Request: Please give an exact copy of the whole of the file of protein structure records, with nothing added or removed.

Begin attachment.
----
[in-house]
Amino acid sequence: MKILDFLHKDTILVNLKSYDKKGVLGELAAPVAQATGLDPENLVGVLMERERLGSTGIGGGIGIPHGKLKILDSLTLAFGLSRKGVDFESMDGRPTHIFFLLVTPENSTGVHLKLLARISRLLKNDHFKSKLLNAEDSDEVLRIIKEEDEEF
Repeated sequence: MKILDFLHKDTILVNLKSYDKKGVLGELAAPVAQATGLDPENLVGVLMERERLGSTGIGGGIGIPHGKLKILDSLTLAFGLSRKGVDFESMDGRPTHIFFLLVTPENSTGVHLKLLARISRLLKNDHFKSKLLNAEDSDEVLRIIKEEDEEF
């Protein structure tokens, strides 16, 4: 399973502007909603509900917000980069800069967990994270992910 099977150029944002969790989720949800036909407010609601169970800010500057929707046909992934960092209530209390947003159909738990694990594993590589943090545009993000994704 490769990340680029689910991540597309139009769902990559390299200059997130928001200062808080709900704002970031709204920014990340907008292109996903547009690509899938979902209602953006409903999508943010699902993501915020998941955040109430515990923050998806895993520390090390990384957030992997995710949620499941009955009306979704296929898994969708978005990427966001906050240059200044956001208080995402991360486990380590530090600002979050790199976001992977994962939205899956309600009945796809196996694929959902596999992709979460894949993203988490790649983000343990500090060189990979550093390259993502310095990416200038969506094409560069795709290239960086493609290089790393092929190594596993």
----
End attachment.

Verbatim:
[in-house]
Amino acid sequence: MKILDFLHKDTILVNLKSYDKKGVLGELAAPVAQATGLDPENLVGVLMERERLGSTGIGGGIGIPHGKLKILDSLTLAFGLSRKGVDFESMDGRPTHIFFLLVTPENSTGVHLKLLARISRLLKNDHFKSKLLNAEDSDEVLRIIKEEDEEF
Repeated sequence: MKILDFLHKDTILVNLKSYDKKGVLGELAAPVAQATGLDPENLVGVLMERERLGSTGIGGGIGIPHGKLKILDSLTLAFGLSRKGVDFESMDGRPTHIFFLLVTPENSTGVHLKLLARISRLLKNDHFKSKLLNAEDSDEVLRIIKEEDEEF
């Protein structure tokens, strides 16, 4: 399973502007909603509900917000980069800069967990994270992910 099977150029944002969790989720949800036909407010609601169970800010500057929707046909992934960092209530209390947003159909738990694990594993590589943090545009993000994704 490769990340680029689910991540597309139009769902990559390299200059997130928001200062808080709900704002970031709204920014990340907008292109996903547009690509899938979902209602953006409903999508943010699902993501915020998941955040109430515990923050998806895993520390090390990384957030992997995710949620499941009955009306979704296929898994969708978005990427966001906050240059200044956001208080995402991360486990380590530090600002979050790199976001992977994962939205899956309600009945796809196996694929959902596999992709979460894949993203988490790649983000343990500090060189990979550093390259993502310095990416200038969506094409560069795709290239960086493609290089790393092929190594596993």